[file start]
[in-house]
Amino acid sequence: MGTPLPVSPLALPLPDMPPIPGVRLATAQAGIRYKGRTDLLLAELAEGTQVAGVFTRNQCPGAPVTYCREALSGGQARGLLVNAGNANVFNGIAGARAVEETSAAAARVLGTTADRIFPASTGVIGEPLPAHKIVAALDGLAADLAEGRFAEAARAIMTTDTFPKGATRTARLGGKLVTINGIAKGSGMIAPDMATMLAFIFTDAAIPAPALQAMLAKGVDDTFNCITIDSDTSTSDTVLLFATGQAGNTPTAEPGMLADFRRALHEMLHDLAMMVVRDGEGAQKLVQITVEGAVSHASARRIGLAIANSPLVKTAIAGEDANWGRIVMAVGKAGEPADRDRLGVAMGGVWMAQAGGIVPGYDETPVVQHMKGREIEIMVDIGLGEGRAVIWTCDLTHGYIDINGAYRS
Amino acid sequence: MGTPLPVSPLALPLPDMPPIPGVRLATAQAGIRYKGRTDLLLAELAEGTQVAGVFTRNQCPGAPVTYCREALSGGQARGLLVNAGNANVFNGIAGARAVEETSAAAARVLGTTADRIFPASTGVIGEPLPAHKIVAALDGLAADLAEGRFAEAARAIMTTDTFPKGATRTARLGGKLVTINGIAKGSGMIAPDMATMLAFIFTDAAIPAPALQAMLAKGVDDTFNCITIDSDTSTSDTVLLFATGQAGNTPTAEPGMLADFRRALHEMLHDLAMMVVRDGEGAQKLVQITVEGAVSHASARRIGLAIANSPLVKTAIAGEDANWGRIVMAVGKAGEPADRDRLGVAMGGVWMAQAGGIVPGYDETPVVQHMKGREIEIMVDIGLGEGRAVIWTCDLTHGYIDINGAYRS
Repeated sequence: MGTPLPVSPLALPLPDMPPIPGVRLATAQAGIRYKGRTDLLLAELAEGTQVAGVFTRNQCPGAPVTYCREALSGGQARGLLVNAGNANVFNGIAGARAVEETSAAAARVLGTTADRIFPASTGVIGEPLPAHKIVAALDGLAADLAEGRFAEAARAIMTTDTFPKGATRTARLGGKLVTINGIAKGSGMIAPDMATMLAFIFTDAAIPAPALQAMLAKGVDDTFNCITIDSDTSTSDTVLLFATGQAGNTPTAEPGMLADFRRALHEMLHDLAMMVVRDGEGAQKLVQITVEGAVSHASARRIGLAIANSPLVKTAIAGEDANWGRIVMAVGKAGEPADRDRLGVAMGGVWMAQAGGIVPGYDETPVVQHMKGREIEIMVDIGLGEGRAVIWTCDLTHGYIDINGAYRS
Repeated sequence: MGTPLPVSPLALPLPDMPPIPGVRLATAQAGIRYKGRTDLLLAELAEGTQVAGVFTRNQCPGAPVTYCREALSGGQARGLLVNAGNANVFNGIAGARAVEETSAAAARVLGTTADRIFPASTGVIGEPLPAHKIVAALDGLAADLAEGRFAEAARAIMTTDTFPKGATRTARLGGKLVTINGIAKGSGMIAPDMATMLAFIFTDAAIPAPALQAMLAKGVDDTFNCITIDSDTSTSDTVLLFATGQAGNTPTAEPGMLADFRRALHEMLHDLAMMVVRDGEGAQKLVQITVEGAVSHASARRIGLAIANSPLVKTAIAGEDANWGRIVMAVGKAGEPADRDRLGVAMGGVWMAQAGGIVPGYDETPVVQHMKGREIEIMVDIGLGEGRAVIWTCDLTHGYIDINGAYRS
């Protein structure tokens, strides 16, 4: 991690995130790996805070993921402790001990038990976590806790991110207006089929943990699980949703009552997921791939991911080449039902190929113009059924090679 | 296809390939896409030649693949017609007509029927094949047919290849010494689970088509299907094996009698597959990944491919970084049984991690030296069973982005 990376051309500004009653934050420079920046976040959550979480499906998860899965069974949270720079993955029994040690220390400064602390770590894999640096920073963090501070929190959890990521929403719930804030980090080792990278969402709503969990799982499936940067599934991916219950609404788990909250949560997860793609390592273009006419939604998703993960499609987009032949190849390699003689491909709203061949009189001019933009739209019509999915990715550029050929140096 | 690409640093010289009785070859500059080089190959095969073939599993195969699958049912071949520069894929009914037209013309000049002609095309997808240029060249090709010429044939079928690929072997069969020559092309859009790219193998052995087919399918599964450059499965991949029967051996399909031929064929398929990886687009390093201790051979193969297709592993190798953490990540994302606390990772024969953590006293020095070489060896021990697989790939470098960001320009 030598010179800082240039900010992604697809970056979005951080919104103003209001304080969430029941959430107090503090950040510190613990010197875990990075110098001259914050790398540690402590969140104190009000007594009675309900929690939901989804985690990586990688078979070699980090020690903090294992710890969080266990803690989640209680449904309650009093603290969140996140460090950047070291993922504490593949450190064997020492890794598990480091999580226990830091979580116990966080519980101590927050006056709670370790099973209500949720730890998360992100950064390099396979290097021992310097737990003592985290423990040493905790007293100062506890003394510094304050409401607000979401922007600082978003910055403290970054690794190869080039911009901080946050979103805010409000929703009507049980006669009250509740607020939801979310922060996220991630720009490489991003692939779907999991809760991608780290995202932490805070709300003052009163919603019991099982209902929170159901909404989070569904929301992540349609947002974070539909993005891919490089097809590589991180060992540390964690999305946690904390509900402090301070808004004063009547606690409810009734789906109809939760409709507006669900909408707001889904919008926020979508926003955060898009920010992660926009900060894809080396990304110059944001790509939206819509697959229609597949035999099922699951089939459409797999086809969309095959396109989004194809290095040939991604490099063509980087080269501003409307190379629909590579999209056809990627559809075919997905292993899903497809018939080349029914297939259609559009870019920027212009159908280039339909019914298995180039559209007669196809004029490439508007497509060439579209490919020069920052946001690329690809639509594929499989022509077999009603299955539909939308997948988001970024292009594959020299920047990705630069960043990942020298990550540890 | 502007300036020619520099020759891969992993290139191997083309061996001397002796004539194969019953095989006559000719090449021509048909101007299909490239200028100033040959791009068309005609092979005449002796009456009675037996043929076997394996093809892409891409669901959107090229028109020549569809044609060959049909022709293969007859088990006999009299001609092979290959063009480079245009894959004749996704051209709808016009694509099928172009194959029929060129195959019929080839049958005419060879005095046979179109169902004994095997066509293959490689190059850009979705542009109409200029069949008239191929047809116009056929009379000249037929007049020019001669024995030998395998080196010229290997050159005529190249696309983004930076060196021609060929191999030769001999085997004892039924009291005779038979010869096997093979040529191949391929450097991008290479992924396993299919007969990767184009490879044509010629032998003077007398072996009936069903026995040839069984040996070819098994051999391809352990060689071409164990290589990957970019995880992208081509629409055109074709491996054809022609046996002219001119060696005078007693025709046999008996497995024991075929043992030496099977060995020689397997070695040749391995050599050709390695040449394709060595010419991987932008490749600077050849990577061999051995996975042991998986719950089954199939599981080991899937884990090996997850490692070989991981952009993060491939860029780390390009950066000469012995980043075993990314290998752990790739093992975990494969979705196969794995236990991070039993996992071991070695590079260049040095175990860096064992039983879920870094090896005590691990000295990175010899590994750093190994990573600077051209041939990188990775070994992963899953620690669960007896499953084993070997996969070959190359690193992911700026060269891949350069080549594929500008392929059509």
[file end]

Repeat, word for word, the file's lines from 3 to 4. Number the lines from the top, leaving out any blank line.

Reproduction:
Amino acid sequence: MGTPLPVSPLALPLPDMPPIPGVRLATAQAGIRYKGRTDLLLAELAEGTQVAGVFTRNQCPGAPVTYCREALSGGQARGLLVNAGNANVFNGIAGARAVEETSAAAARVLGTTADRIFPASTGVIGEPLPAHKIVAALDGLAADLAEGRFAEAARAIMTTDTFPKGATRTARLGGKLVTINGIAKGSGMIAPDMATMLAFIFTDAAIPAPALQAMLAKGVDDTFNCITIDSDTSTSDTVLLFATGQAGNTPTAEPGMLADFRRALHEMLHDLAMMVVRDGEGAQKLVQITVEGAVSHASARRIGLAIANSPLVKTAIAGEDANWGRIVMAVGKAGEPADRDRLGVAMGGVWMAQAGGIVPGYDETPVVQHMKGREIEIMVDIGLGEGRAVIWTCDLTHGYIDINGAYRS
Repeated sequence: MGTPLPVSPLALPLPDMPPIPGVRLATAQAGIRYKGRTDLLLAELAEGTQVAGVFTRNQCPGAPVTYCREALSGGQARGLLVNAGNANVFNGIAGARAVEETSAAAARVLGTTADRIFPASTGVIGEPLPAHKIVAALDGLAADLAEGRFAEAARAIMTTDTFPKGATRTARLGGKLVTINGIAKGSGMIAPDMATMLAFIFTDAAIPAPALQAMLAKGVDDTFNCITIDSDTSTSDTVLLFATGQAGNTPTAEPGMLADFRRALHEMLHDLAMMVVRDGEGAQKLVQITVEGAVSHASARRIGLAIANSPLVKTAIAGEDANWGRIVMAVGKAGEPADRDRLGVAMGGVWMAQAGGIVPGYDETPVVQHMKGREIEIMVDIGLGEGRAVIWTCDLTHGYIDINGAYRS